From a firefighter’s perspective, you know it’s going to be a tough day when you’re on the way to the call, only to find out that the fire is at your own fire station.
That was exactly the call firefighters in Walton faced on Tuesday evening, Dec. 10, 1912, when fire broke out at the Opera House block, between Gardiner Place and North Street. In this large building, the fire department shared space.
Reports from The Oneonta Herald and Walton Reporter said that the blaze was discovered at about 6 p.m., and the fire bell, located in a tower atop the building, was rung between six and eight times. The spreading flames made it impossible to either to extend the alarm or to get more than a part of the fire apparatus out of the department quarters. The hook and ladder cart and supplies were removed before the fire had gained such headway to prevent further entrance into the building.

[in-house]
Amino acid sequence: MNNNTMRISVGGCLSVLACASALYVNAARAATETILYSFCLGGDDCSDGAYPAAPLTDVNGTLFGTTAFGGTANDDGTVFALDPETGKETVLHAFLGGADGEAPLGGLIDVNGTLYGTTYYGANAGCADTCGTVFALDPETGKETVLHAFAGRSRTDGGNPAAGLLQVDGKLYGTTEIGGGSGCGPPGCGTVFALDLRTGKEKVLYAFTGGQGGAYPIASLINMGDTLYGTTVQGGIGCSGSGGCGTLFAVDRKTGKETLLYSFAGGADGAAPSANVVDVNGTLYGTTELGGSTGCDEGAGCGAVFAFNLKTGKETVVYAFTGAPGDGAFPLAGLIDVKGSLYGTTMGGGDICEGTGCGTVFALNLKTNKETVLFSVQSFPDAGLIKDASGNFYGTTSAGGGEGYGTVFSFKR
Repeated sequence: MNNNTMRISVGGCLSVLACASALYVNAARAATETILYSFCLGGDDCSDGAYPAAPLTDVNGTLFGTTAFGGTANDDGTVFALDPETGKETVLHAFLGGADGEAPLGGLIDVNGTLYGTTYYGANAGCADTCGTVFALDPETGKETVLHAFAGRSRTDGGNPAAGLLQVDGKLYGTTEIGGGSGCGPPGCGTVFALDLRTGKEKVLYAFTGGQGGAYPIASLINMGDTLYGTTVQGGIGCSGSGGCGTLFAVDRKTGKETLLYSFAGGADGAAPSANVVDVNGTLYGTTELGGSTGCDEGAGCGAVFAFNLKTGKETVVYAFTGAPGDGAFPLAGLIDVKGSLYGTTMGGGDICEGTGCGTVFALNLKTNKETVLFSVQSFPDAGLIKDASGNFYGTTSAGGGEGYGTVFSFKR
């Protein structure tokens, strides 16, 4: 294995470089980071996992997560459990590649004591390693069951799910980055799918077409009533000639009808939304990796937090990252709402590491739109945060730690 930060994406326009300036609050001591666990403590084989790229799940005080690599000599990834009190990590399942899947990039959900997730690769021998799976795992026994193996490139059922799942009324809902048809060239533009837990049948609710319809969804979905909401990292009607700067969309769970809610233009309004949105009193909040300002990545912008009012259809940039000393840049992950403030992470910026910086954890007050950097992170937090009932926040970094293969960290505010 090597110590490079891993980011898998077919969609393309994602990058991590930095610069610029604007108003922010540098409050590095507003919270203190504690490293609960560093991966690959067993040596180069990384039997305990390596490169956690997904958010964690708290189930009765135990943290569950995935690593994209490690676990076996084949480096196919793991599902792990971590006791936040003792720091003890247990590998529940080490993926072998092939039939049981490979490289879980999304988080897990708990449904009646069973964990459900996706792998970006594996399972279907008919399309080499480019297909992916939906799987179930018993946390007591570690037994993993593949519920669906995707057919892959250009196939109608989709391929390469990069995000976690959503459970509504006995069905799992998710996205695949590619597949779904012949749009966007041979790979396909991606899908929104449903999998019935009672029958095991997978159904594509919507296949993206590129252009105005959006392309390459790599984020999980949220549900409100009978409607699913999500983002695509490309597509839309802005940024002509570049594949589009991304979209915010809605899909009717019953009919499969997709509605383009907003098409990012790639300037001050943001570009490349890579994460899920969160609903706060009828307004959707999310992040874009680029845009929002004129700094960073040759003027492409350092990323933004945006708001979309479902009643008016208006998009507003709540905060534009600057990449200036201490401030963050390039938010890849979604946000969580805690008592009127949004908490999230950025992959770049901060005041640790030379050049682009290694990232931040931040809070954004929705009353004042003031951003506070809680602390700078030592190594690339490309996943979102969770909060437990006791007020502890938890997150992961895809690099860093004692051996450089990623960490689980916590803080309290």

Flying sparks from the fire created more problems, so residents got out their own garden hoses to help firefighters with the opera block, as well as at several residences and the Methodist Episcopal Church nearby.
“The firemen fought doggedly,” according to the Reporter, “never giving up. Chief Biedekapp, perfectly cool, directed the operations of his men. A great fire, which might have swept the better part of the town, was averted. It was fortunate that the wind blew from the south. Had it been north, as it was in half an hour after the fire was out, all the block of buildings between North and Gardiner place to the river must have gone.”
The origin of the fire wasn’t known, but it was the opinion that it started from cigarette stubs thrown on the Opera House block floor by a group of boys believed to have been playing cards there during the afternoon. The total loss in Walton was estimated at about $11,000. The Opera House block was insured. That fire bell in the tower had fallen about 100 feet into the cellar. Although cracked at the top, it was recast.